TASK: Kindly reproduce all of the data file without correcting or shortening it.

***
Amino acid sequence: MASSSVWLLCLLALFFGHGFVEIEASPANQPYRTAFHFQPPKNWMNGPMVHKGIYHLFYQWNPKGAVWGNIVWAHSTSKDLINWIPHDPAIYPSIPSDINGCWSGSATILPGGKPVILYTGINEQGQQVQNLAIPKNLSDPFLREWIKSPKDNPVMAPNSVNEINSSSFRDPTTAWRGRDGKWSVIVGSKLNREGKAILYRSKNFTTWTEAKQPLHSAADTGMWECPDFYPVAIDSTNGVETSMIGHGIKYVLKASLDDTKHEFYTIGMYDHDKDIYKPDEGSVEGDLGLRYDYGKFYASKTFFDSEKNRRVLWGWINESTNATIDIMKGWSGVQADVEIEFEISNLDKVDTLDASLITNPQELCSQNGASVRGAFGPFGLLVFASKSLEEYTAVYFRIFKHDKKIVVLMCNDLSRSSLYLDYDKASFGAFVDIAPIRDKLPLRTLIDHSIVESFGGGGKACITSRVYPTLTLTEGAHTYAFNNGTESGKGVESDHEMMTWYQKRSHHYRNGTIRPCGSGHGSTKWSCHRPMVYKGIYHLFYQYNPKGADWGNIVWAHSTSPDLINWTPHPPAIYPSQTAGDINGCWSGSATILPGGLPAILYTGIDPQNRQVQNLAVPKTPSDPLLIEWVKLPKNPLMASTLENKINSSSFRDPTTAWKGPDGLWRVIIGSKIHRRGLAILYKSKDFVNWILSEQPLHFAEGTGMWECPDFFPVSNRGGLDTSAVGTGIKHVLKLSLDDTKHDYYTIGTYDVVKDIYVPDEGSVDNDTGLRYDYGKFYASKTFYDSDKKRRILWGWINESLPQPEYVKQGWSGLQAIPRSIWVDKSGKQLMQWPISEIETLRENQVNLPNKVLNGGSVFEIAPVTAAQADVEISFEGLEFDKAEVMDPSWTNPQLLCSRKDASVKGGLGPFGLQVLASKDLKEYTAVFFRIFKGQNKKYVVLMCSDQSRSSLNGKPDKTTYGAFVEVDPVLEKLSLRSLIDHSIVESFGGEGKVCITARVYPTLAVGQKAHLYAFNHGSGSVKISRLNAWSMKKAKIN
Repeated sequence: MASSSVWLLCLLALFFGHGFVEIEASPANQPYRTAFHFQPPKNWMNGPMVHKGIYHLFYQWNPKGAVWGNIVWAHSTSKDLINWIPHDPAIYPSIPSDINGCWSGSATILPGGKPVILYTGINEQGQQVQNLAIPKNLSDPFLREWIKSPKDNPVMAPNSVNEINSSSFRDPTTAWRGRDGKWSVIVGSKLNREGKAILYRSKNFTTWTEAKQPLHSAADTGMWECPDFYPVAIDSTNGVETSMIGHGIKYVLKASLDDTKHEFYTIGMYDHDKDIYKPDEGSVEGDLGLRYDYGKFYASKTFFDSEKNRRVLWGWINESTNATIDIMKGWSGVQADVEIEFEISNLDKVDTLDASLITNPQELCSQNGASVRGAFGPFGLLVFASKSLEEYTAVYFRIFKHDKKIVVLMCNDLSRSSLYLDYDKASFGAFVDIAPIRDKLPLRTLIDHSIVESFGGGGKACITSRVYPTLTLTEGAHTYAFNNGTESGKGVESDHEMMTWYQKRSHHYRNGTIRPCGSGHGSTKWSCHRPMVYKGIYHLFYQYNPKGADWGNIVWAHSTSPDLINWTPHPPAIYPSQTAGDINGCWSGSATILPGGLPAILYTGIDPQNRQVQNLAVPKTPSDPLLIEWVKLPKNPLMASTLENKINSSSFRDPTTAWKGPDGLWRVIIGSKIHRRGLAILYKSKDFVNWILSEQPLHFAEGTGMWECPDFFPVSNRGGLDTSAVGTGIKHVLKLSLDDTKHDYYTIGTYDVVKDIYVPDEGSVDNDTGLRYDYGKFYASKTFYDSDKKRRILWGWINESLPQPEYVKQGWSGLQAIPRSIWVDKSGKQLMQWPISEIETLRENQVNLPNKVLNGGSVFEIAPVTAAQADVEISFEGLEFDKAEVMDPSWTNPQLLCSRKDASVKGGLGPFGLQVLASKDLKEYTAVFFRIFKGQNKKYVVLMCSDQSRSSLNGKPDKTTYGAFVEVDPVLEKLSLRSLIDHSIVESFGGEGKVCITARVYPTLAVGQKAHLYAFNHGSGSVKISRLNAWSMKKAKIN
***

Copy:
Amino acid sequence: MASSSVWLLCLLALFFGHGFVEIEASPANQPYRTAFHFQPPKNWMNGPMVHKGIYHLFYQWNPKGAVWGNIVWAHSTSKDLINWIPHDPAIYPSIPSDINGCWSGSATILPGGKPVILYTGINEQGQQVQNLAIPKNLSDPFLREWIKSPKDNPVMAPNSVNEINSSSFRDPTTAWRGRDGKWSVIVGSKLNREGKAILYRSKNFTTWTEAKQPLHSAADTGMWECPDFYPVAIDSTNGVETSMIGHGIKYVLKASLDDTKHEFYTIGMYDHDKDIYKPDEGSVEGDLGLRYDYGKFYASKTFFDSEKNRRVLWGWINESTNATIDIMKGWSGVQADVEIEFEISNLDKVDTLDASLITNPQELCSQNGASVRGAFGPFGLLVFASKSLEEYTAVYFRIFKHDKKIVVLMCNDLSRSSLYLDYDKASFGAFVDIAPIRDKLPLRTLIDHSIVESFGGGGKACITSRVYPTLTLTEGAHTYAFNNGTESGKGVESDHEMMTWYQKRSHHYRNGTIRPCGSGHGSTKWSCHRPMVYKGIYHLFYQYNPKGADWGNIVWAHSTSPDLINWTPHPPAIYPSQTAGDINGCWSGSATILPGGLPAILYTGIDPQNRQVQNLAVPKTPSDPLLIEWVKLPKNPLMASTLENKINSSSFRDPTTAWKGPDGLWRVIIGSKIHRRGLAILYKSKDFVNWILSEQPLHFAEGTGMWECPDFFPVSNRGGLDTSAVGTGIKHVLKLSLDDTKHDYYTIGTYDVVKDIYVPDEGSVDNDTGLRYDYGKFYASKTFYDSDKKRRILWGWINESLPQPEYVKQGWSGLQAIPRSIWVDKSGKQLMQWPISEIETLRENQVNLPNKVLNGGSVFEIAPVTAAQADVEISFEGLEFDKAEVMDPSWTNPQLLCSRKDASVKGGLGPFGLQVLASKDLKEYTAVFFRIFKGQNKKYVVLMCSDQSRSSLNGKPDKTTYGAFVEVDPVLEKLSLRSLIDHSIVESFGGEGKVCITARVYPTLAVGQKAHLYAFNHGSGSVKISRLNAWSMKKAKIN
Repeated sequence: MASSSVWLLCLLALFFGHGFVEIEASPANQPYRTAFHFQPPKNWMNGPMVHKGIYHLFYQWNPKGAVWGNIVWAHSTSKDLINWIPHDPAIYPSIPSDINGCWSGSATILPGGKPVILYTGINEQGQQVQNLAIPKNLSDPFLREWIKSPKDNPVMAPNSVNEINSSSFRDPTTAWRGRDGKWSVIVGSKLNREGKAILYRSKNFTTWTEAKQPLHSAADTGMWECPDFYPVAIDSTNGVETSMIGHGIKYVLKASLDDTKHEFYTIGMYDHDKDIYKPDEGSVEGDLGLRYDYGKFYASKTFFDSEKNRRVLWGWINESTNATIDIMKGWSGVQADVEIEFEISNLDKVDTLDASLITNPQELCSQNGASVRGAFGPFGLLVFASKSLEEYTAVYFRIFKHDKKIVVLMCNDLSRSSLYLDYDKASFGAFVDIAPIRDKLPLRTLIDHSIVESFGGGGKACITSRVYPTLTLTEGAHTYAFNNGTESGKGVESDHEMMTWYQKRSHHYRNGTIRPCGSGHGSTKWSCHRPMVYKGIYHLFYQYNPKGADWGNIVWAHSTSPDLINWTPHPPAIYPSQTAGDINGCWSGSATILPGGLPAILYTGIDPQNRQVQNLAVPKTPSDPLLIEWVKLPKNPLMASTLENKINSSSFRDPTTAWKGPDGLWRVIIGSKIHRRGLAILYKSKDFVNWILSEQPLHFAEGTGMWECPDFFPVSNRGGLDTSAVGTGIKHVLKLSLDDTKHDYYTIGTYDVVKDIYVPDEGSVDNDTGLRYDYGKFYASKTFYDSDKKRRILWGWINESLPQPEYVKQGWSGLQAIPRSIWVDKSGKQLMQWPISEIETLRENQVNLPNKVLNGGSVFEIAPVTAAQADVEISFEGLEFDKAEVMDPSWTNPQLLCSRKDASVKGGLGPFGLQVLASKDLKEYTAVFFRIFKGQNKKYVVLMCSDQSRSSLNGKPDKTTYGAFVEVDPVLEKLSLRSLIDHSIVESFGGEGKVCITARVYPTLAVGQKAHLYAFNHGSGSVKISRLNAWSMKKAKIN